Saturday, 25 June 2011

{eob}Egyptian Businessman Jailed For 25 Years Over Spying For Israel


WRITER | Anonymous 
CAIRO: The Supreme State Security Court sentenced Thursday an Egyptian businessman to 25 years in prison on charges of spying for Israel.

Two Israeli Mossad intelligence officers were handed down similar sentences in absentia. Official spokesman of the Egyptian Interior Ministry Fouad Allam told Daily News Egypt that if the "two Israeli fugitives are currently located in Israel, they will never be handed in."

The two men were identified in December 2010 as Idi Moshe and Joseph Demore.


Allam said the interior ministry could not comment on a judicial order. "The ministry is only in charge of putting the verdict into force … and arresting fugitives if they are present in Egypt," he explained.

Tareq Abdel-Razek, who worked in the import-export business, was arrested in August and charged four months later along with the two Israelis for seeking to recruit agents in Egypt, Syria and Lebanon to spy for Israel.

According to the charges presented by the state security prosecutor last December, the three men were conspiring to seek out officials working in the telecommunication industry who might be amenable to supplying information to Israel. The charge list accused Abdel-Razek, of searching for suitable Syrian and Lebanese candidates who would then be approached by an Israeli operative in Syria.

He was also accused of trying to recruit younger Egyptians for information, and two telephone centers had been set up in London and Cairo to eavesdrop on conversations of Egyptian officials, which were later routed to a third center in Tel Aviv. According to state security prosecutor Hisham Badawi, Hassan was paid $37,000 for his efforts.

The three men were convicted of harming Egypt’s national interests as well as jeopardizing the country’s diplomatic ties with Syria and Lebanon.

The first hearing was held on Jan. 15. The court said in the verdict that the trial sessions were held behind closed doors in order to "maintain Egypt's national security and that of other fellow Arab countries."

According to senior researcher at Al-Ahram Center for Political and Strategic Studies Abdel-Aleem Mohamed, "The verdict derives a double message; that the Egyptian state currently has a strong presence and that will not complement Israel and engage in negotiations [over espionage cases] like the former regime."

"Israelis have to understand that they are now dealing with a new state having power to take drastic decisions about its national security," he told Daily News Egypt.

Egypt and Israel signed a peace treaty in 1979, which stipulated a state of normalization between the two countries following years of war. Some political forces and activists have recurrently called for reviewing the peace agreement, while others demanded an end to bilateral relations to object to Israeli aggression against Palestinians in the occupied territories.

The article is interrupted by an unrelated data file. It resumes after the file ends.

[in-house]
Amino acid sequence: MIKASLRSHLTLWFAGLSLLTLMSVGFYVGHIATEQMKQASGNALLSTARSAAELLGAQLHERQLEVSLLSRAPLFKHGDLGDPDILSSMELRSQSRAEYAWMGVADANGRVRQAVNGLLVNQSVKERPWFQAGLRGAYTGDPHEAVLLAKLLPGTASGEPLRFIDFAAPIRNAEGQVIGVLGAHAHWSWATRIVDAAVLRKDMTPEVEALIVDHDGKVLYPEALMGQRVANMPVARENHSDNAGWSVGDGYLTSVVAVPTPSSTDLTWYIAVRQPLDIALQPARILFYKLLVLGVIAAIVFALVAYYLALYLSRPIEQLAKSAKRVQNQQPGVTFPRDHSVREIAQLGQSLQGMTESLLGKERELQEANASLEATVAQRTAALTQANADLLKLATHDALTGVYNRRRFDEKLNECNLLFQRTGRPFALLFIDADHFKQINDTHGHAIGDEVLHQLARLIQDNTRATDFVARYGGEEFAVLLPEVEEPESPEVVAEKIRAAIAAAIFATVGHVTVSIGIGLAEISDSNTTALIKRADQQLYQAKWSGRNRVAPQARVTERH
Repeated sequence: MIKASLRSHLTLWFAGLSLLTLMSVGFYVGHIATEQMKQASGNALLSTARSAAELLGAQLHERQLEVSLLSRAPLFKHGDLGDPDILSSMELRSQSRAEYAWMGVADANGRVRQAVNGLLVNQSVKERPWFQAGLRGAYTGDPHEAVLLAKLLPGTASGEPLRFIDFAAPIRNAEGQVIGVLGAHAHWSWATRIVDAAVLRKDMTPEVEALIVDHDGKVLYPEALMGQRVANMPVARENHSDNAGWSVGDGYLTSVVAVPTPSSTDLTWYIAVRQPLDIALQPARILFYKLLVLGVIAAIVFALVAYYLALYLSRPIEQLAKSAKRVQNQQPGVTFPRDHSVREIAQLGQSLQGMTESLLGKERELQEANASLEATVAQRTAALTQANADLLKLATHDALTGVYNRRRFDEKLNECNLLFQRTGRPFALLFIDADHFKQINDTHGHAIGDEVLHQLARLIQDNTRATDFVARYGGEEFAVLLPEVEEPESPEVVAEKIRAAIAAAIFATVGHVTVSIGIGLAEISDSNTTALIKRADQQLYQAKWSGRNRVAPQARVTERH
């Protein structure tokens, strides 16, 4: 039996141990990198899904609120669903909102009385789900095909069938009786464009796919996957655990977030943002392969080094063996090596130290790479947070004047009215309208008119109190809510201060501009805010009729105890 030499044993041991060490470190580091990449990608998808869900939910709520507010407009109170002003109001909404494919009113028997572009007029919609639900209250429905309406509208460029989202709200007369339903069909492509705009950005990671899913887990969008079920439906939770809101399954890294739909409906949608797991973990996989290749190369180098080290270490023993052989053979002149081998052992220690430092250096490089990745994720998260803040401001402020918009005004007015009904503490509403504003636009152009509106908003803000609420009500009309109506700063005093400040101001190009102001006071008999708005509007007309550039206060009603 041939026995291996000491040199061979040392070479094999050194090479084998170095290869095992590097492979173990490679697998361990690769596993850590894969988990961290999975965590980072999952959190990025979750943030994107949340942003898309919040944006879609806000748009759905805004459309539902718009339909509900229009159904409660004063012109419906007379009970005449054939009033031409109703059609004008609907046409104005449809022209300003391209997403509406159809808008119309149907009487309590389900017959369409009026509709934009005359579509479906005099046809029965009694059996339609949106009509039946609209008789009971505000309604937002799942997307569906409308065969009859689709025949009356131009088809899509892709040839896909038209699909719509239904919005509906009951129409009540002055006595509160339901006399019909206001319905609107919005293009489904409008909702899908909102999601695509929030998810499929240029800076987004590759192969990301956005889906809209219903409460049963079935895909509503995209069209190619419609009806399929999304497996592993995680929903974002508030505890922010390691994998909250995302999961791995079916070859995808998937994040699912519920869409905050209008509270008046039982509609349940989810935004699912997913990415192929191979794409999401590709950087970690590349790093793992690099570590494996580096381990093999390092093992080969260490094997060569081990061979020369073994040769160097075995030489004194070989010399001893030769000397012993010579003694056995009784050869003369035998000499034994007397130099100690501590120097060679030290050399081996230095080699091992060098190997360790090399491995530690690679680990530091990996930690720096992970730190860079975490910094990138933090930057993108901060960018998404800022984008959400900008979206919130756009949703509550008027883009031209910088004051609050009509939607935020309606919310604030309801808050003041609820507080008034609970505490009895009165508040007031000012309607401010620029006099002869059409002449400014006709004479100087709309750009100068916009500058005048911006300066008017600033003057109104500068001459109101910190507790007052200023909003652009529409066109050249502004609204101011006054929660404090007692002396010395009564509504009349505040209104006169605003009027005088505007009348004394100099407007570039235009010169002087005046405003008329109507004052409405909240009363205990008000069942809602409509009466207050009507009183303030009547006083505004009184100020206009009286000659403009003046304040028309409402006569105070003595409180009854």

On June 12, the Egyptian authorities detained a dual US-Israeli national named Ilan Grapel charges of conducting espionage activities, attempting to ignite strife between citizens and the army as well as stir sectarian tension. He was remanded in custody pending further investigation.

The two espionage cases might stir tension with Israel, which saw some recent decisions taken by the ruling Supreme Council of the Armed Forces as worrying.

Egypt has recently eased restrictions on the Rafah border crossing to allow Palestinians in the Gaza Strip to pass through six days a week. Also in May, the government sponsored a reconciliation agreement between the two rival Palestinian factions Fatah and Hamas, which Israel condemned. Egypt’s proclaimed determination to review the contract regulating exporting natural gas to Israel may have also stirred further tensions between the two states.

The Israeli Ambassador to Egypt, meanwhile, declined to comment on Thursday’s verdict.

"The Israeli side is probably reviewing the situation carefully now. Coming up with an official at this stage may further stir more tension… which is not in their favor," Mohamed said.

Under the rule of ousted president Hosni Mubarak, who Israel considered a valuable ally, Egypt arrested a number of people accused of spying for Israel.
In 2007, Egypt convicted a 31-year-old Egyptian-Canadian dual national of spying for Israel. Three Israelis were charged in absentia. Israel dismissed the case as a fabrication.

In 1996, Egypt sentenced Azzam Azzam, an Israeli Arab textile worker, to 15 years in jail for spying for Israel. Egypt said Azzam had passed messages in women's underwear using invisible ink.

Both Azzam and Israel denied the charges. He was released after serving eight years as part of a deal that included the release of six Egyptian students detained in Israel.

Source: Marwa Al A'sar, The Daily News Egypt

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